“What the Fr3k is a calcotada?” I hear you ask! Ah well let’s not run before we can walk: to answer that question first I’d better explain what a calcot is… It’s a slightly oddball Catalan onion that is harvested from November to April, looks like a leek and tastes a lot sweeter than those bitter round things you find in Gary Linekar flavoured crisps.
By way of extension then, a calcotada is a feast(/mission) in which calcots are the main dish. Typically they are grilled over an open fire until char-black, at which point you peel off the skin, dip the succulent bulb in some Romesco sauce (a tangy local specialty) and then, holding the veggie by its green leaves, dangle it into your mouth and munch off the edible bit.
I’ve been hanging around Barcelona for a couple of years now and calcotadas – which can take place any time during calcot season, but most commonly in February in March – seem to take one of two forms. One, an expensive, all-inclusive meal in a posh (faux-)rural restaurant; or two a big outdoors BBQ, either in a designated public place or simply round someone’s house. Both should take place somewhere in the Catalan countryside, outside Barcelona to be considered the real deal.
So far I’ve signed up for the latter option, ever since the Calcotada of 2011 took us to Sant Sadurni D’Anoia in the Penedes region and more specifically the winery of Cava Blancher. Here you can reserve a table for ten people for 17 euros or so, plus a minimum spend of 6 bottles of Cava a table. So another 30 euros. But you do get a great place to grill as many calcots and as much meat as you can carry so it’s not such a bad deal at all…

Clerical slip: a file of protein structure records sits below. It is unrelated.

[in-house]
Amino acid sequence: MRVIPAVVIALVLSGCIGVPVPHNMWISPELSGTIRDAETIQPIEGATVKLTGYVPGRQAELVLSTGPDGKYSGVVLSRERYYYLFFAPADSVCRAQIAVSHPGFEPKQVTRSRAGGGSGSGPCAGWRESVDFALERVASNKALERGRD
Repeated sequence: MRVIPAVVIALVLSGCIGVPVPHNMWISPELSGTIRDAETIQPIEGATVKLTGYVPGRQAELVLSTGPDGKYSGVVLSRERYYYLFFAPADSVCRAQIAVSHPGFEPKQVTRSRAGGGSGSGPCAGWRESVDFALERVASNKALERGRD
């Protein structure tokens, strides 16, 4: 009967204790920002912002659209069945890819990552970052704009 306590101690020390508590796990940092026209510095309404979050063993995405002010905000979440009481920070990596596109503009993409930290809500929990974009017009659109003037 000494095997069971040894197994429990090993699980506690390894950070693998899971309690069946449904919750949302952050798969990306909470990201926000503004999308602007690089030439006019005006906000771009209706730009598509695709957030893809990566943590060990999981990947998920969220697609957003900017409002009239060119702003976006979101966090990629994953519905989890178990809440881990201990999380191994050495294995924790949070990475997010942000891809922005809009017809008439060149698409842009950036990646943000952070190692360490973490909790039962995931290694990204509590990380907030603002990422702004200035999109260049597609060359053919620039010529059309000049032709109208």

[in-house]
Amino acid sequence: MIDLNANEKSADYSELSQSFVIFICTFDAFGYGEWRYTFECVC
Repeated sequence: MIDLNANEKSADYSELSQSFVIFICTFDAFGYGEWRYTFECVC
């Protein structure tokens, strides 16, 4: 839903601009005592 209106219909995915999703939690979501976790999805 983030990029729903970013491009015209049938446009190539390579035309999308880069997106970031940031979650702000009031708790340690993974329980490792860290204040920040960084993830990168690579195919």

The last two years me and my amigos have enjoyed muchas merriment of the primero order and the fact that you can hire a porron from the winery definitely aids and abets the party vibe… these glass vessels make doing the “dentist’s chair” a piece of pie, and before you know it you’re be ordering another six bottles of Cava for your table and wondering why you can’t walk straight. (Hint: you might want to come back this way for a bit of wine tasting!)
As for the calcots themselves… whatever. Slightly overrated IMHO, but they’re just really an excuse for a winter/spring-time BBQ and a great outdoors party. If you want to make your own Calcotada a little more Fr3ky then I suggest throwing in a moonwalk competition and then heading off to the central square of Sant Sandurni D’Anoia to challenge the local kids at football… in which case try not to kill any passing old ladies!